“The Greenhorn Cousin”
To the Editor:
I recognize poetic license. I appreciate Jacob Sloan’s various literary skills [“Reflections on a Memoir,” January]. However, I must express my wonder at his translation of “A khaleriya oyf Kolumbuses medina!” as “A pox on Columbia, the gem of the ocean!” I would translate it as “A plague [cholera] on Columbus’s country!”
As a staunch, long-time (forty years) reader of COMMENTARY, I refuse to consider the only reason that comes to mind for this deceptive transmutation of the extract from “The Greenhorn Cousin”: a resistance to entertain any severe criticism of the U.S. That surely sounds far-fetched; so would Mr. Sloan please explain?
Jacob Sloan writes:
I can understand Nahum Ravel’s “wonder” at my free translation of a line from a popular Yiddish song of some sixty years ago. Yiddish is notorious as a language where things are not always what they seem: where irony and sentimentality often walk hand in hand, and resentful anger follows fast behind pain. Such is the case with this song.
The author begins by describing the beauty and vivacity of his young immigrant greenhorn cousin when she first arrives in America’s Promised Land (“She was lovely as gold; her cheeks were like red oranges; she had feet that invite to the dance”). But soon, alas, after a few years of toil in a sweatshop, she loses both looks and high spirits.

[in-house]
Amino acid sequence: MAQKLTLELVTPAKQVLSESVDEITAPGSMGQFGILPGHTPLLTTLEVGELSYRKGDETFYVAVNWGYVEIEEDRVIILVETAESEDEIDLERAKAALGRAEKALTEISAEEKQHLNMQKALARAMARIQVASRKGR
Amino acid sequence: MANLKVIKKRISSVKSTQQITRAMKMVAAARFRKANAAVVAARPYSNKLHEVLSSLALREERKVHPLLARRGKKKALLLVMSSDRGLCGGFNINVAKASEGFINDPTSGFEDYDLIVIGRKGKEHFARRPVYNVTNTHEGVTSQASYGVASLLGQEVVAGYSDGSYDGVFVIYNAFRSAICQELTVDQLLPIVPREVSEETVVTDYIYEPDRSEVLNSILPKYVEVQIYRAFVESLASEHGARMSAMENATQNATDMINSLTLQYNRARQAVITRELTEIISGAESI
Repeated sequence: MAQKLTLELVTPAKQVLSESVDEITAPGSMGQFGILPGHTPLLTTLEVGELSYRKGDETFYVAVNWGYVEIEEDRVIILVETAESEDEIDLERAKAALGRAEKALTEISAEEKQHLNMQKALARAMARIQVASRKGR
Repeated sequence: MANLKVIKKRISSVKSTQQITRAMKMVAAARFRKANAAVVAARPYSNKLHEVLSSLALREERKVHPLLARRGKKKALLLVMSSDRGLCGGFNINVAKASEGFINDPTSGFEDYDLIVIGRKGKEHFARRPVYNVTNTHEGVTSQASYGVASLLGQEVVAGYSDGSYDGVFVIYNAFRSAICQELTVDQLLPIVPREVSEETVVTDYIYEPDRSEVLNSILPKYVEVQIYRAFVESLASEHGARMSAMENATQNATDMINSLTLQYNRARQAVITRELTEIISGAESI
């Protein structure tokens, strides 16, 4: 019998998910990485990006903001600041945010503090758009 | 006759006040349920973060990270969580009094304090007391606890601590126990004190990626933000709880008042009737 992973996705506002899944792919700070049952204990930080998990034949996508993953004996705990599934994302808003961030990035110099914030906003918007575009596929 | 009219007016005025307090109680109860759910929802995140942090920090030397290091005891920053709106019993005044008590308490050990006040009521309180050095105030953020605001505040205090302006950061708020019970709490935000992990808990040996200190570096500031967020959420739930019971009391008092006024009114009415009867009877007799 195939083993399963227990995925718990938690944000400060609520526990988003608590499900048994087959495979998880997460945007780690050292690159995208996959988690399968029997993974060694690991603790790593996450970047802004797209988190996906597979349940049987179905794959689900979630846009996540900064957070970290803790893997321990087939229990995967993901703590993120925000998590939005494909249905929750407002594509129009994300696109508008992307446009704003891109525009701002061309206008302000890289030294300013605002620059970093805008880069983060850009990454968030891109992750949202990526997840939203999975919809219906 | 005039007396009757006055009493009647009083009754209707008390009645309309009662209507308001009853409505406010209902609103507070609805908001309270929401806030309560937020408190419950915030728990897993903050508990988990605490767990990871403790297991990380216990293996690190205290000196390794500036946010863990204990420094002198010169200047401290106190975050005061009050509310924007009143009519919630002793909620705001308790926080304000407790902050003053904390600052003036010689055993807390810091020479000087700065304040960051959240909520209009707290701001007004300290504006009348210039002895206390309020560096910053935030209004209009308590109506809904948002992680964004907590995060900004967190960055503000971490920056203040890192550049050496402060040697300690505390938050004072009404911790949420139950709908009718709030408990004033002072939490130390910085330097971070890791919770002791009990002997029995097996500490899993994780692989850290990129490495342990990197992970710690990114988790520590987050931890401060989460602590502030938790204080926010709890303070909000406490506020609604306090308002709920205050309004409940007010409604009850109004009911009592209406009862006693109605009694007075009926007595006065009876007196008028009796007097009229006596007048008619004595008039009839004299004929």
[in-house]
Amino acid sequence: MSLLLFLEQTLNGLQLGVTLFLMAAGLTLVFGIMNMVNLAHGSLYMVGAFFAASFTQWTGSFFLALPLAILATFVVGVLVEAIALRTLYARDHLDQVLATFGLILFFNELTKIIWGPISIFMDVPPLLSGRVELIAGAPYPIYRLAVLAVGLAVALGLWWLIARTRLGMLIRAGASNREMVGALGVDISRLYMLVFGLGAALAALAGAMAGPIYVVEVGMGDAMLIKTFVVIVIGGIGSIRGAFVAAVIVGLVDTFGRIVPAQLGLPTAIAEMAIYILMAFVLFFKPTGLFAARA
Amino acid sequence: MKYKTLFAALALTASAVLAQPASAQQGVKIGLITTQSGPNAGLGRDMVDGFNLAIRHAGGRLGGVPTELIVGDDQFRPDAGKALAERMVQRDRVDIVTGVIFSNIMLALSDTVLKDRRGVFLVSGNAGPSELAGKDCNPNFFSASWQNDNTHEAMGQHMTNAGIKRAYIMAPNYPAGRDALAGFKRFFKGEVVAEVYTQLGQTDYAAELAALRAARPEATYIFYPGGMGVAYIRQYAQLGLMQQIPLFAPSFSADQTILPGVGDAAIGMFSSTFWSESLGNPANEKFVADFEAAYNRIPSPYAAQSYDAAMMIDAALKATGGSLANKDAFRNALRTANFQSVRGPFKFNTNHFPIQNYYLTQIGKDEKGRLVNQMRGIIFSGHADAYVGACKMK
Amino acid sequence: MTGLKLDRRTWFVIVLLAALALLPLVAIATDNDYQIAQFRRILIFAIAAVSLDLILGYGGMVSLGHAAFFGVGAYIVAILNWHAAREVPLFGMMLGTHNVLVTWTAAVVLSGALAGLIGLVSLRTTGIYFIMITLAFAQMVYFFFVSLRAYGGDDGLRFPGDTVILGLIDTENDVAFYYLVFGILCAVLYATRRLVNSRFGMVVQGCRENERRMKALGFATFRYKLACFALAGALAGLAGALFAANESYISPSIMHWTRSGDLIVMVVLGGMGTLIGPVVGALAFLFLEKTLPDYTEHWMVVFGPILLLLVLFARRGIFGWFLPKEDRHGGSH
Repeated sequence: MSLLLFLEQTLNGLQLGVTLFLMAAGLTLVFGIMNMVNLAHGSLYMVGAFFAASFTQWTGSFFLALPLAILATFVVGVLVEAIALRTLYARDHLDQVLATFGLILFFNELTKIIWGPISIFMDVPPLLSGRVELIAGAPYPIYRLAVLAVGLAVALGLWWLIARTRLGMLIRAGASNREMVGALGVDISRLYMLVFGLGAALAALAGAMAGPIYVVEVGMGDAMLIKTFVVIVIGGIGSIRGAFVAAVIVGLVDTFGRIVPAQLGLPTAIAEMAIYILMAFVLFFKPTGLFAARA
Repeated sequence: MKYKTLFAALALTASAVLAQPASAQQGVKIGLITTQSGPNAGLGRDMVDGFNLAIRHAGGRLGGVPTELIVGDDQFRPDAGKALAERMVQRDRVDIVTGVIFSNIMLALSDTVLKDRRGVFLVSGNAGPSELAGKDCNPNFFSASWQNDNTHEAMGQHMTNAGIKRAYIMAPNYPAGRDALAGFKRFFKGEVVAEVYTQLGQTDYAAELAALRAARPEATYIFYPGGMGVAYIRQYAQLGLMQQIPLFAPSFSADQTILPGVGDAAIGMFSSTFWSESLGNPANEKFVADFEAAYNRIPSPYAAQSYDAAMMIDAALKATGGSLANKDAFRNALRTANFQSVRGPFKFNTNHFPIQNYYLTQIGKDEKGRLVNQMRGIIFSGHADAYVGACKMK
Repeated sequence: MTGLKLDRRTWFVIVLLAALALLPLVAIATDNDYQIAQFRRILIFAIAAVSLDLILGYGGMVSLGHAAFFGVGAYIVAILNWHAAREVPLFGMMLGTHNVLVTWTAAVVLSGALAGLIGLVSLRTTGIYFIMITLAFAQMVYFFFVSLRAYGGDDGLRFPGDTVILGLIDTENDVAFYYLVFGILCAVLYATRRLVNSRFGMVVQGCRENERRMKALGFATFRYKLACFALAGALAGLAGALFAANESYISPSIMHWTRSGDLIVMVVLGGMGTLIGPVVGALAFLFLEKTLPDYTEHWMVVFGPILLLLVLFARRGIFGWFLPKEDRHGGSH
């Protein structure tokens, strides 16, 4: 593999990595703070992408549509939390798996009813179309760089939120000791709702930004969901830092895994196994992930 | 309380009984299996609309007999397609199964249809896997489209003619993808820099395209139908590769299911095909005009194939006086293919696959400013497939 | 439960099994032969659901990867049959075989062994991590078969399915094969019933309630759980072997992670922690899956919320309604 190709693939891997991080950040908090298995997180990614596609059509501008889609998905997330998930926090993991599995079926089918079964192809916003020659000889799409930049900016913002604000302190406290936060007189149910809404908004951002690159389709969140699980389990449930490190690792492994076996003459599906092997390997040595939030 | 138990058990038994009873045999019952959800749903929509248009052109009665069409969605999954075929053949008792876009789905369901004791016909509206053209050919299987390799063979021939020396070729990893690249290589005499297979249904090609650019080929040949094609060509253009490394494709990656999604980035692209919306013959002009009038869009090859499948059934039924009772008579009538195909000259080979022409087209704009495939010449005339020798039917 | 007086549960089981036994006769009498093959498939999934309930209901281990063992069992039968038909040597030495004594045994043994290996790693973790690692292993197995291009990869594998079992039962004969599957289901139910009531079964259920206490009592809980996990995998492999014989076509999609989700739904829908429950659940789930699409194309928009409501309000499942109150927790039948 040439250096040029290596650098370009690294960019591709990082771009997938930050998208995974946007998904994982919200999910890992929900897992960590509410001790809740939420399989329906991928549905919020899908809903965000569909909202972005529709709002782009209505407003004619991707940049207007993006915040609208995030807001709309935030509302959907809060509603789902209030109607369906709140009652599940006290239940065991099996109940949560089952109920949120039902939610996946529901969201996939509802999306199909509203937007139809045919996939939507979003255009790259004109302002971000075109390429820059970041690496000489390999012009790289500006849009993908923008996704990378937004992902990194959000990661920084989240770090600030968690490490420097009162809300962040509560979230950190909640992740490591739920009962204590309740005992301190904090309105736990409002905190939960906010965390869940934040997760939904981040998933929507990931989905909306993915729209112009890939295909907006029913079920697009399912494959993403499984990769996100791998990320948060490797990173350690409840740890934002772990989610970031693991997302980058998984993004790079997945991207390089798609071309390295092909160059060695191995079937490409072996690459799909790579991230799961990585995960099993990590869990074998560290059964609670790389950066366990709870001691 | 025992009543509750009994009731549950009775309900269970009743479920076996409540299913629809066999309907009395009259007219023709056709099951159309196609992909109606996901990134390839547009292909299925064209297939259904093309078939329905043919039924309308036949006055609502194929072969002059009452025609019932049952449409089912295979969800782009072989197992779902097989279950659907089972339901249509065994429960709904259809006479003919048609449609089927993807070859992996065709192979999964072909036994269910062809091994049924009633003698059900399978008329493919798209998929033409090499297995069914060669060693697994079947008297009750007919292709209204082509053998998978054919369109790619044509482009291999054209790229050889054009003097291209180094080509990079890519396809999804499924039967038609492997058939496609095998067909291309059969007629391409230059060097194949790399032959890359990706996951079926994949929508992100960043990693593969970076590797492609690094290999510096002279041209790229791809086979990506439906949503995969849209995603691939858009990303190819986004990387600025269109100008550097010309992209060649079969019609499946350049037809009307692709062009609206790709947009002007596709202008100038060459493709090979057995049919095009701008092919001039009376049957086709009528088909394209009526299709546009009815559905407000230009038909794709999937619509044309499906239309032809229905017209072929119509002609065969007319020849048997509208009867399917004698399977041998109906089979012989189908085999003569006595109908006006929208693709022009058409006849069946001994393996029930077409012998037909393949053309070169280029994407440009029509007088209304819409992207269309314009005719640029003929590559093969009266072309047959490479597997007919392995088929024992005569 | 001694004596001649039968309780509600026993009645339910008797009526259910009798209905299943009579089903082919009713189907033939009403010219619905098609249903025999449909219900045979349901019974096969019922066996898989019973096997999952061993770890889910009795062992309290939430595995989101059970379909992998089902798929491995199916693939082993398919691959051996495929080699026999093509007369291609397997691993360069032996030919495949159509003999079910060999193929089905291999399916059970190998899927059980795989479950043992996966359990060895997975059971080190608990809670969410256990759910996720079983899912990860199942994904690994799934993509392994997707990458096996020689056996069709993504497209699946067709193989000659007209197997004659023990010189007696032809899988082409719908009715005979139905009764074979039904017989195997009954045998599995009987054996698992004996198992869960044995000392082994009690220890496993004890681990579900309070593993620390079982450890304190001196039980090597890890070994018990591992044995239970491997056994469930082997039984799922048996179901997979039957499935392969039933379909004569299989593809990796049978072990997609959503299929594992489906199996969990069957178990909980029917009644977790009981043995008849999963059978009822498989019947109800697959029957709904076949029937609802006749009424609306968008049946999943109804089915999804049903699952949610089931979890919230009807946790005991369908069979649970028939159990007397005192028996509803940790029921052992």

Hence the melancholy imprecation (“a pox on”) directed at the supposed Golden Land discovered to universal jubilation by Columbus, as celebrated in the proud patriotic hymn “Columbia, the Gem of the Ocean.” My translation tried to convey the mockery as well as the rue.
I do agree with Mr. Ravel that to interpret my paraphrase as an attempt to deflect “severe criticism” of the United States would be far-fetched. The intention was quite the contrary. But I am grateful to him for his kind comment on my “literary skills.”
In Israel Kugler’s letter in the April issue, the first sentence on p. 4 should read: “And during the campaign itself, aside from rightly recalling his earlier support for the Chrysler bailout, Mondale made no mention of the concept so closely associated with Hubert Humphrey—full employment. . . .”—ED.